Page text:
From your perspective, how can people become more empathetic and open to development work in every aspect, without thinking of making profits off of their intentions?
I feel like the act of self-reflection has diminished in this era of social media where the genuine faces of people are not really seen but are judged nonetheless. Individuals are somehow increasingly concerned about what others are getting up to. People now think less of themselves and not in a selfless way at that. When a person begins to think generously of maximizing their own existence, their intentions could lead them towards making this world a better place for the generations to come. If more people were to self-reflect then the need to look at others for validation will decrease. People can become more empathetic this way. It just isn’t fair for one to judge another from a place of privilege when that person doesn’t even know the struggles of the other person. Every individual journey is different and these humane stories are supposed to be different.
What is the best piece of advice that you have ever received?
The people who know me and care about me have often advised me to love myself a little bit more. According to them, I am empathetic and I get too concerned about making the lives of others better through my work. They remind me to take it easy and make more time for myself. They tell me to not worry about others as much. Now these pieces of advice obviously come from those that love me but I’m not someone who can take advice well. I might listen to what they have to say but at the end of the day, I continue doing whatever I feel like doing.
Do you perhaps have plans on coming back as a singer?
Not really. I was never a professional singer and I don’t even call myself a singer. People do often refer to me as a singer because there was a period of time when I sang a bit but I have not been constantly practicing. Singing requires a lot of dedication and practice which I am unable to provide. I sometimes sing casually and play my guitar and upload a video of it on Facebook but I do that entirely for me because I feel the sudden desire to share it.
As an actor is there a director that you would love to work with?
In this case or scenario, there are way too many directions that I would love to work with. I would love to be able to work with someone like Martin Scorsese as dreams are limitless and nowadays geographical borders are irrelevant when you have a genuine desire and dedication to reach a certain goal. I however really don’t have any specific director like that because there is a long list. I must also again mention that I am not a very ambitious person. It’s not as if I plan on taking the acting world by storm by getting an Oscar one day. I just don’t think like that. The fact that the web series Myself Allen Swapan received such good reactions is a huge deal for me. If I were to never get more successful work later then I personally would not mind and I won’t have any worries at all. I don’t particularly think about having to go far with acting. Whatever suitable happens will happen.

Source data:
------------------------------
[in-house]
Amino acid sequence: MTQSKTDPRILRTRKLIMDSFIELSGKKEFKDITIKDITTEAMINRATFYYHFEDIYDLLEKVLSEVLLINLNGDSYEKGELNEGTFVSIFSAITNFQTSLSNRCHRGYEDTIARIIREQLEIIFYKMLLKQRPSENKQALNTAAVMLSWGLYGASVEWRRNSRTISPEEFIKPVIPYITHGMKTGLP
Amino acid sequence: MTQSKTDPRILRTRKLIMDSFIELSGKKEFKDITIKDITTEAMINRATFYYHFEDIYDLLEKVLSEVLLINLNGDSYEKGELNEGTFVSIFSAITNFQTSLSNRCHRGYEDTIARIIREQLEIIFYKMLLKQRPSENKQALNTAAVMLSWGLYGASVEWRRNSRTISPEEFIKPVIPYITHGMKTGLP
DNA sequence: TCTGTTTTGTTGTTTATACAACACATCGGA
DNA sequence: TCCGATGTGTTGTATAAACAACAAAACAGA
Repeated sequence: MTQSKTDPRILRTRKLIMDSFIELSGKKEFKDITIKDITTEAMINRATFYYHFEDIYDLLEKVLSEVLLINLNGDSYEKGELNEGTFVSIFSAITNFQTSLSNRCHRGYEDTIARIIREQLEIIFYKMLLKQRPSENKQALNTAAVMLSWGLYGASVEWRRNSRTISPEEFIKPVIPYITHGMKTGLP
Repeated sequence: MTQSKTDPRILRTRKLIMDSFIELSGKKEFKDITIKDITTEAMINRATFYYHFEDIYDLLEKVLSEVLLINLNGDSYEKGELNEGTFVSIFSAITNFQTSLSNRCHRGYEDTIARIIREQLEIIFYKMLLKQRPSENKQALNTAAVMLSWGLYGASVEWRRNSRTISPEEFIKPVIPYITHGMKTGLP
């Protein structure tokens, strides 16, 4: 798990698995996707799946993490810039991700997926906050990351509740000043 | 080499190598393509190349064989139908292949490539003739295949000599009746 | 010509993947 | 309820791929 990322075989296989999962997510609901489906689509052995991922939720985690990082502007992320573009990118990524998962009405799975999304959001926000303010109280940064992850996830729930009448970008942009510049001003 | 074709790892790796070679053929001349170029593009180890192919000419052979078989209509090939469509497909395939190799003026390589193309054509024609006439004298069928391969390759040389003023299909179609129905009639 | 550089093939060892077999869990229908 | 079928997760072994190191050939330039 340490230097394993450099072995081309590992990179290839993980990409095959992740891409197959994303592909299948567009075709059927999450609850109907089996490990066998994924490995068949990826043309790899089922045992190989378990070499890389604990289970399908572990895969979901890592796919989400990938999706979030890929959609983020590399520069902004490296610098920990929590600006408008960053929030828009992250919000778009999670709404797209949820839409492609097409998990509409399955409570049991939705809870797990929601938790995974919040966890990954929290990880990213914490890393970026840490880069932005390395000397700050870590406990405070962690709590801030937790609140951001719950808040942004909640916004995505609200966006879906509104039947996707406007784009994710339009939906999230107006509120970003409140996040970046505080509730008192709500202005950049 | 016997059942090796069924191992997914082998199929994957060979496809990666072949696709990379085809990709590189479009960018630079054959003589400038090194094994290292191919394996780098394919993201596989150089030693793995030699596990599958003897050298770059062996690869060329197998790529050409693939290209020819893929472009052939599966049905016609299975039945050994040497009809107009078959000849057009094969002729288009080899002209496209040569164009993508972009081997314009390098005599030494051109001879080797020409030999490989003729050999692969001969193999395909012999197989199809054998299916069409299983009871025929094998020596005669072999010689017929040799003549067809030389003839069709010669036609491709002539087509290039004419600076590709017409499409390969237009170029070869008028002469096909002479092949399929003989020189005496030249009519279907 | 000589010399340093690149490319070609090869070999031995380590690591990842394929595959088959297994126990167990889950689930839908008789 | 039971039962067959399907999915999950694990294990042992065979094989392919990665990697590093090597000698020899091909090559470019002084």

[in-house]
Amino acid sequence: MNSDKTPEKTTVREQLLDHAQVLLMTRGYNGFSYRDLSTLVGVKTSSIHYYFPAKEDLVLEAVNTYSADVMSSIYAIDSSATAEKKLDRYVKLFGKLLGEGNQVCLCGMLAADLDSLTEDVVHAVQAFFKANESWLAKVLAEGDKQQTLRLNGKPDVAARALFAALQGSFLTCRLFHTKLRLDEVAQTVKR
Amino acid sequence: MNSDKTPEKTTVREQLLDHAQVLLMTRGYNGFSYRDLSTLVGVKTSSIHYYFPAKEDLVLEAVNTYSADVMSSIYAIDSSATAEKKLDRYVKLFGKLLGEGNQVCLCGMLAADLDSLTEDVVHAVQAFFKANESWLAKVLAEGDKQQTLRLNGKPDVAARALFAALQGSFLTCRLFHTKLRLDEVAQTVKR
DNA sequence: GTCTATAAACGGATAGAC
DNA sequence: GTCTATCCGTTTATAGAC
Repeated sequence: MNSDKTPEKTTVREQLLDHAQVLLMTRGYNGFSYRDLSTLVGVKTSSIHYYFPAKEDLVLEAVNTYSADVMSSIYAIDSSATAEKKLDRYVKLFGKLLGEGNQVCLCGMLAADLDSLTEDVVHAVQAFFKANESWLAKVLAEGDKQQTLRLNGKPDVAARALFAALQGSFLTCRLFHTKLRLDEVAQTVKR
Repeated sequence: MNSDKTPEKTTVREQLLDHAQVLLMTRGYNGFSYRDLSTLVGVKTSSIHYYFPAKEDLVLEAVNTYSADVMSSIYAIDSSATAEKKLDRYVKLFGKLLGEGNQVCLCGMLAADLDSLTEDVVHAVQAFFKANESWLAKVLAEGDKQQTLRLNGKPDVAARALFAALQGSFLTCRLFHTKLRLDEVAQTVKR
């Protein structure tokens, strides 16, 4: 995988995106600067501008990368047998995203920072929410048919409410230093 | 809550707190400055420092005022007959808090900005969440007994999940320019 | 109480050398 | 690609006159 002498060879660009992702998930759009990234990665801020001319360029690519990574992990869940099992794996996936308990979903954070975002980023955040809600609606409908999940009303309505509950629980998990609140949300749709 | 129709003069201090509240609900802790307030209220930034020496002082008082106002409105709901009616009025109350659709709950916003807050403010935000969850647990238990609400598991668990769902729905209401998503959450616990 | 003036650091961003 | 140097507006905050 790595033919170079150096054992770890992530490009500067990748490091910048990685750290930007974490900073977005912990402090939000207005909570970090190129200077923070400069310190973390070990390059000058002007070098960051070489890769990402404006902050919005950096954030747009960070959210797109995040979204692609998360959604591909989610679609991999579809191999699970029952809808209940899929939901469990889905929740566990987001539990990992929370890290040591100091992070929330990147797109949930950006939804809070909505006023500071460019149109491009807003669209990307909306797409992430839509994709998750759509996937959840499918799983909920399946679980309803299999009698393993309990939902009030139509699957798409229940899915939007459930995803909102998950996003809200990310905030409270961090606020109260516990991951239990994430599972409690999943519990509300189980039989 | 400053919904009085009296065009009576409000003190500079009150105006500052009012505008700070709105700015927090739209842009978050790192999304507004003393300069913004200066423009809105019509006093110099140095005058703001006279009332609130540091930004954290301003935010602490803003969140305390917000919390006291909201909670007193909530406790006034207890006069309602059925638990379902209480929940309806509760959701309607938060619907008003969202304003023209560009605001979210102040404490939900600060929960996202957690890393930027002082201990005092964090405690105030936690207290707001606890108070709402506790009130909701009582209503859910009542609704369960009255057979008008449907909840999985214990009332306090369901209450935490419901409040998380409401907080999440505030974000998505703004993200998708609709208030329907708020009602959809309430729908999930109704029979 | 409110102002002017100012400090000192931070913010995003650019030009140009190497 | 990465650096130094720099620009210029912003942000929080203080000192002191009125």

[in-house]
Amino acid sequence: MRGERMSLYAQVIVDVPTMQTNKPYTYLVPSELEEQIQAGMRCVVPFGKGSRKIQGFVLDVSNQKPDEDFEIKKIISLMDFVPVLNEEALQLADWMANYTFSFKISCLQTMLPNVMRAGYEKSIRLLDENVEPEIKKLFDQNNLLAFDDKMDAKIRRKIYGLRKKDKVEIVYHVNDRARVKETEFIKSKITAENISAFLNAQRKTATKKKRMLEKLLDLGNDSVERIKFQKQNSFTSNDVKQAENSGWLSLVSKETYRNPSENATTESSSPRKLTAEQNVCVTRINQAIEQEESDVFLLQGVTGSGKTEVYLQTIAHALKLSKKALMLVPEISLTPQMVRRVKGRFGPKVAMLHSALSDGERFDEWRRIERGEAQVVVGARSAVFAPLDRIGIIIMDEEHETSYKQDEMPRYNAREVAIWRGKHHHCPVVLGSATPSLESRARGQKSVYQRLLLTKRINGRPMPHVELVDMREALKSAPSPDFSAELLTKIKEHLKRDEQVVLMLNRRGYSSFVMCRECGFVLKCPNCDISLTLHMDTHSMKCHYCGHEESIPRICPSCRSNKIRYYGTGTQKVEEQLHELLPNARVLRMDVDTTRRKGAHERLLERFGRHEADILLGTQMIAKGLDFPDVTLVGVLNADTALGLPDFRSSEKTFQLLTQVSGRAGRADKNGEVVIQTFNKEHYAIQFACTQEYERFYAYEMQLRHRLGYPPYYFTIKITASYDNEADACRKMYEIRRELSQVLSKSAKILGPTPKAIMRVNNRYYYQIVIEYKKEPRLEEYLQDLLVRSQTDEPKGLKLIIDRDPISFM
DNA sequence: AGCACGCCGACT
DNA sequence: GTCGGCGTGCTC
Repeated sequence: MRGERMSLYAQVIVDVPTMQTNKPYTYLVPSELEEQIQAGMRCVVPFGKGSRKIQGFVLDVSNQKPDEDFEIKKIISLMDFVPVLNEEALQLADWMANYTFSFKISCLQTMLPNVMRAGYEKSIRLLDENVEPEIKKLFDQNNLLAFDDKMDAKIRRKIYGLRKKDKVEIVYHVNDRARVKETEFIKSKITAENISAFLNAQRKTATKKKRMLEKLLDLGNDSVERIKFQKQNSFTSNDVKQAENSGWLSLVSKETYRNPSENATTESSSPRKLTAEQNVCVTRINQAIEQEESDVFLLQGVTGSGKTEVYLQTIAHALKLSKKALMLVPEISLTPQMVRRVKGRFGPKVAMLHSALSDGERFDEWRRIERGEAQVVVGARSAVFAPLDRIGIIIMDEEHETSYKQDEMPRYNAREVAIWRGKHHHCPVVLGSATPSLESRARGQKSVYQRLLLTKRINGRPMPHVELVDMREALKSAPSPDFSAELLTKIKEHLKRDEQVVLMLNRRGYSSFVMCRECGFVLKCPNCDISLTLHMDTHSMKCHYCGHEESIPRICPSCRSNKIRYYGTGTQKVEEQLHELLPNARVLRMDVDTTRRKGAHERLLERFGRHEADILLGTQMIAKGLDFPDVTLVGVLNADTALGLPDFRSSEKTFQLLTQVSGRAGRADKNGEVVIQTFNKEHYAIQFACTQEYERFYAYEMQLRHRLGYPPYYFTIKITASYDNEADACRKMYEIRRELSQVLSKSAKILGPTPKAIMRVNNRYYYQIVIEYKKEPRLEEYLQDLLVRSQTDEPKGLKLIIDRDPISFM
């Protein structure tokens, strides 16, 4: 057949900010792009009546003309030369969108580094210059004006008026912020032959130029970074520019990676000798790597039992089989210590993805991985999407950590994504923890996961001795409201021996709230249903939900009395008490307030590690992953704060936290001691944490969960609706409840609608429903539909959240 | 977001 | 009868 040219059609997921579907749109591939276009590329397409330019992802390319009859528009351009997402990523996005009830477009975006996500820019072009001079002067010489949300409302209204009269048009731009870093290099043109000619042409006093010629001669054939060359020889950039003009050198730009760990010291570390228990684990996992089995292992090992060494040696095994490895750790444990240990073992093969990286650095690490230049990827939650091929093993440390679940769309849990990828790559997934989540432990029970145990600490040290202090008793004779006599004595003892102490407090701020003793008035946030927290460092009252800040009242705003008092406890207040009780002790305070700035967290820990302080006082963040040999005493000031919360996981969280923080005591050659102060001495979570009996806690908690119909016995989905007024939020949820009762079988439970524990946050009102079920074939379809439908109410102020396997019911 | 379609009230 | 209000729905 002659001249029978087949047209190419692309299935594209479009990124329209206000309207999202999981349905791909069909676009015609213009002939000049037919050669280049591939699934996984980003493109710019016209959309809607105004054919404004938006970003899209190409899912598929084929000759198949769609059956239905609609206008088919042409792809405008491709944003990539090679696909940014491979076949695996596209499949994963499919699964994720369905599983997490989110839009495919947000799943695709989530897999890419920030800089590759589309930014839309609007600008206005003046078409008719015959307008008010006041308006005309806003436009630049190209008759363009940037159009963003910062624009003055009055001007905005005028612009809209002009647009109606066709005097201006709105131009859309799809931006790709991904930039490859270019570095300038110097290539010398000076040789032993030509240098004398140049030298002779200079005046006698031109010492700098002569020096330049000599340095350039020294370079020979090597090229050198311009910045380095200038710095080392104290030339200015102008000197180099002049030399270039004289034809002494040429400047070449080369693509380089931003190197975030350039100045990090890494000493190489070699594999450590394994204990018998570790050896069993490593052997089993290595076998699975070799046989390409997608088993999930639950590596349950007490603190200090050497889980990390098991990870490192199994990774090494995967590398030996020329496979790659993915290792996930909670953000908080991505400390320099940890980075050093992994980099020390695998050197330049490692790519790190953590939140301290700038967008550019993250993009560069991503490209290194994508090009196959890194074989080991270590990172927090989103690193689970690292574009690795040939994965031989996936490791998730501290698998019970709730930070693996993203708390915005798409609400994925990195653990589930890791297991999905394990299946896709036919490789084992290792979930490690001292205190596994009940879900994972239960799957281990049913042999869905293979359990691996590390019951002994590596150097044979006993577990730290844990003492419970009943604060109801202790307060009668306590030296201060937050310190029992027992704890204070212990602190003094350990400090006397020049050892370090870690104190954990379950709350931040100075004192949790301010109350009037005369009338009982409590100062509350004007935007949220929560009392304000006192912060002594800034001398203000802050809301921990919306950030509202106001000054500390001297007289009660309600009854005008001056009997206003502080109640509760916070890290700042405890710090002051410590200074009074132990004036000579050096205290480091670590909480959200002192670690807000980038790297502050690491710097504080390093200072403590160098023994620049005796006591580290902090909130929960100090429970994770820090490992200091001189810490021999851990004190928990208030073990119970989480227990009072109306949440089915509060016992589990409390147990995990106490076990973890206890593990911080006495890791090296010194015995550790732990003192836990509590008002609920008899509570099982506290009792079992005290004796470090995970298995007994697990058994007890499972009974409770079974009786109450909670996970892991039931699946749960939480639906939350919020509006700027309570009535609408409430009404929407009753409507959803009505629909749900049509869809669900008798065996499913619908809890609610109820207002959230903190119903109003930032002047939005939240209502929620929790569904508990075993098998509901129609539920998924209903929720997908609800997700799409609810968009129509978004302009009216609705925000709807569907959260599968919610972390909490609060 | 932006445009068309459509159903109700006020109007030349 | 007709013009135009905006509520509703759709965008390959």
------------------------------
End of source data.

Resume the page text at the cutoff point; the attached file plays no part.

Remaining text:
What new projects can we expect immediately after Myself Allen Swapan?
I haven’t worked on further new projects because I already have to travel a lot due to my full-time job. I end up having to travel to Africa every alternate month. I’m even scheduled to go to Switzerland next week. But some works that are awaiting release are Mayaa and Meghla from Kolkata and Kajol Rekha and Jol e Jwale Tara from Bangladesh. I’m not sure if all will come out this year. I’m in the talking process with potential new content and if I am able to provide time with sufficient dates then I might say yes.
What do you normally do to prepare for any character?
First of all, I always try to follow the instructions of the director. I share the visualization of my character with the director, then we both work together to perfect the character in a collaborative approach. We also discuss the character’s manner of speaking, gazes, gestures and postures. Specifically for the past two to three years, I’ve been paying particular attention to the details of my characters by providing them with a lot of time considering I take up a small amount of work as it is. Back in the day, dramas on tv (natok) had two-day shootings and I could only work on weekends due to my office timings. As a result, I wouldn’t get any time to prepare myself. I would get told what sort of clothes to bring for my character over the phone. I used to never get time for any kind of preparations for (natoks). Nowadays OTT contents are actually performed with a lot of time and care. Films are also given a lot of time for production which allows me a lot of time to think about any particular character.
Do you have any preference regarding which platform/medium to work for due to your limited schedules?
No, I am still OK with working under any medium even if it is a natok but now I do look at which content will allow me the time to build my character. I just don’t want to go on set, read the dialogues, then deliver them without preparations anymore. I plan on taking projects where I will be able to take my time to prepare for the character.
Fashion Direction & Styling: Mahmudul Hasan Mukul
Photographer: Rafiqul Islam Raf
Make-up & Hair: Aura Beauty Lounge
Assistant Stylist: Arbin Topu
Jewelry & Location: Amishee